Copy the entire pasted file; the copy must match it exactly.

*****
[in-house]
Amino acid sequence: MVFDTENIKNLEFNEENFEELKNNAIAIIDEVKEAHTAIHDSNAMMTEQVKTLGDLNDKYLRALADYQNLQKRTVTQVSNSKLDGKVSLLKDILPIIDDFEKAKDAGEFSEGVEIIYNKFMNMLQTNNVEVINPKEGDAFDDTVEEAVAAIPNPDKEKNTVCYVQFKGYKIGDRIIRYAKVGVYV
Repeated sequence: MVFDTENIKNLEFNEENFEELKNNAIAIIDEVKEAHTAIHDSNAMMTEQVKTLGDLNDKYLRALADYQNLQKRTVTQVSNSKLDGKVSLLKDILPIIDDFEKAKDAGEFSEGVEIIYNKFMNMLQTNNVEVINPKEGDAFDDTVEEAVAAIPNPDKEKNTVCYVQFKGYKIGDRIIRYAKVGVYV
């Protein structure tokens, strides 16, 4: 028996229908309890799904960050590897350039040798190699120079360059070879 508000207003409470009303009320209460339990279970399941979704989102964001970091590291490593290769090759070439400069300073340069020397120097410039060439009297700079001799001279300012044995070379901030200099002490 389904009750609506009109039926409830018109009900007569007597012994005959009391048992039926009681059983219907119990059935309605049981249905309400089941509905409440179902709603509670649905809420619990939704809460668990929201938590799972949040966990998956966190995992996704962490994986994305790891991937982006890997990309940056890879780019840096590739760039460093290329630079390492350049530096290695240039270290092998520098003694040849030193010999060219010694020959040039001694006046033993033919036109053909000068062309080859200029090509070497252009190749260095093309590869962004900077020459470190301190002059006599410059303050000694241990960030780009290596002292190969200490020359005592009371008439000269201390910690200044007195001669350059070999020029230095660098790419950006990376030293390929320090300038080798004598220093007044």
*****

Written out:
[in-house]
Amino acid sequence: MVFDTENIKNLEFNEENFEELKNNAIAIIDEVKEAHTAIHDSNAMMTEQVKTLGDLNDKYLRALADYQNLQKRTVTQVSNSKLDGKVSLLKDILPIIDDFEKAKDAGEFSEGVEIIYNKFMNMLQTNNVEVINPKEGDAFDDTVEEAVAAIPNPDKEKNTVCYVQFKGYKIGDRIIRYAKVGVYV
Repeated sequence: MVFDTENIKNLEFNEENFEELKNNAIAIIDEVKEAHTAIHDSNAMMTEQVKTLGDLNDKYLRALADYQNLQKRTVTQVSNSKLDGKVSLLKDILPIIDDFEKAKDAGEFSEGVEIIYNKFMNMLQTNNVEVINPKEGDAFDDTVEEAVAAIPNPDKEKNTVCYVQFKGYKIGDRIIRYAKVGVYV
């Protein structure tokens, strides 16, 4: 028996229908309890799904960050590897350039040798190699120079360059070879 508000207003409470009303009320209460339990279970399941979704989102964001970091590291490593290769090759070439400069300073340069020397120097410039060439009297700079001799001279300012044995070379901030200099002490 389904009750609506009109039926409830018109009900007569007597012994005959009391048992039926009681059983219907119990059935309605049981249905309400089941509905409440179902709603509670649905809420619990939704809460668990929201938590799972949040966990998956966190995992996704962490994986994305790891991937982006890997990309940056890879780019840096590739760039460093290329630079390492350049530096290695240039270290092998520098003694040849030193010999060219010694020959040039001694006046033993033919036109053909000068062309080859200029090509070497252009190749260095093309590869962004900077020459470190301190002059006599410059303050000694241990960030780009290596002292190969200490020359005592009371008439000269201390910690200044007195001669350059070999020029230095660098790419950006990376030293390929320090300038080798004598220093007044």